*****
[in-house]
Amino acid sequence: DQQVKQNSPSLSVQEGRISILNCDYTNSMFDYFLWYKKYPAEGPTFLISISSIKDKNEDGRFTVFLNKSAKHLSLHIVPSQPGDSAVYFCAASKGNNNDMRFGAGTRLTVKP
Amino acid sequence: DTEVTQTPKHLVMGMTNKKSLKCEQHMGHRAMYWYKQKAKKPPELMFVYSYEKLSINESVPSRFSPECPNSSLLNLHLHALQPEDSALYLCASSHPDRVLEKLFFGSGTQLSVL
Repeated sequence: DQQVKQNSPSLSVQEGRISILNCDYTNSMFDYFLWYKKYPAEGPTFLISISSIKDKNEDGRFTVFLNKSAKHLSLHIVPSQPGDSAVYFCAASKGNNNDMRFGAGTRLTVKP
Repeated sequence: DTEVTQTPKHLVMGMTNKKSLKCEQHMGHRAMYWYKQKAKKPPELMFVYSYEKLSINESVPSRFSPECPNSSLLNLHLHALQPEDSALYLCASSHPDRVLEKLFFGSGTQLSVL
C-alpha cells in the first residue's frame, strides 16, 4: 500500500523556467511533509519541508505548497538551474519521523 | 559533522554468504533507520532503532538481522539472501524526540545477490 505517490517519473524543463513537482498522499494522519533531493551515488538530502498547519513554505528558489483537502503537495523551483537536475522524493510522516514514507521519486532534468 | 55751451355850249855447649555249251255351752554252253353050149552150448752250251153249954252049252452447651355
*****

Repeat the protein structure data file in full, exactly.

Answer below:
[in-house]
Amino acid sequence: DQQVKQNSPSLSVQEGRISILNCDYTNSMFDYFLWYKKYPAEGPTFLISISSIKDKNEDGRFTVFLNKSAKHLSLHIVPSQPGDSAVYFCAASKGNNNDMRFGAGTRLTVKP
Amino acid sequence: DTEVTQTPKHLVMGMTNKKSLKCEQHMGHRAMYWYKQKAKKPPELMFVYSYEKLSINESVPSRFSPECPNSSLLNLHLHALQPEDSALYLCASSHPDRVLEKLFFGSGTQLSVL
Repeated sequence: DQQVKQNSPSLSVQEGRISILNCDYTNSMFDYFLWYKKYPAEGPTFLISISSIKDKNEDGRFTVFLNKSAKHLSLHIVPSQPGDSAVYFCAASKGNNNDMRFGAGTRLTVKP
Repeated sequence: DTEVTQTPKHLVMGMTNKKSLKCEQHMGHRAMYWYKQKAKKPPELMFVYSYEKLSINESVPSRFSPECPNSSLLNLHLHALQPEDSALYLCASSHPDRVLEKLFFGSGTQLSVL
C-alpha cells in the first residue's frame, strides 16, 4: 500500500523556467511533509519541508505548497538551474519521523 | 559533522554468504533507520532503532538481522539472501524526540545477490 505517490517519473524543463513537482498522499494522519533531493551515488538530502498547519513554505528558489483537502503537495523551483537536475522524493510522516514514507521519486532534468 | 55751451355850249855447649555249251255351752554252253353050149552150448752250251153249954252049252452447651355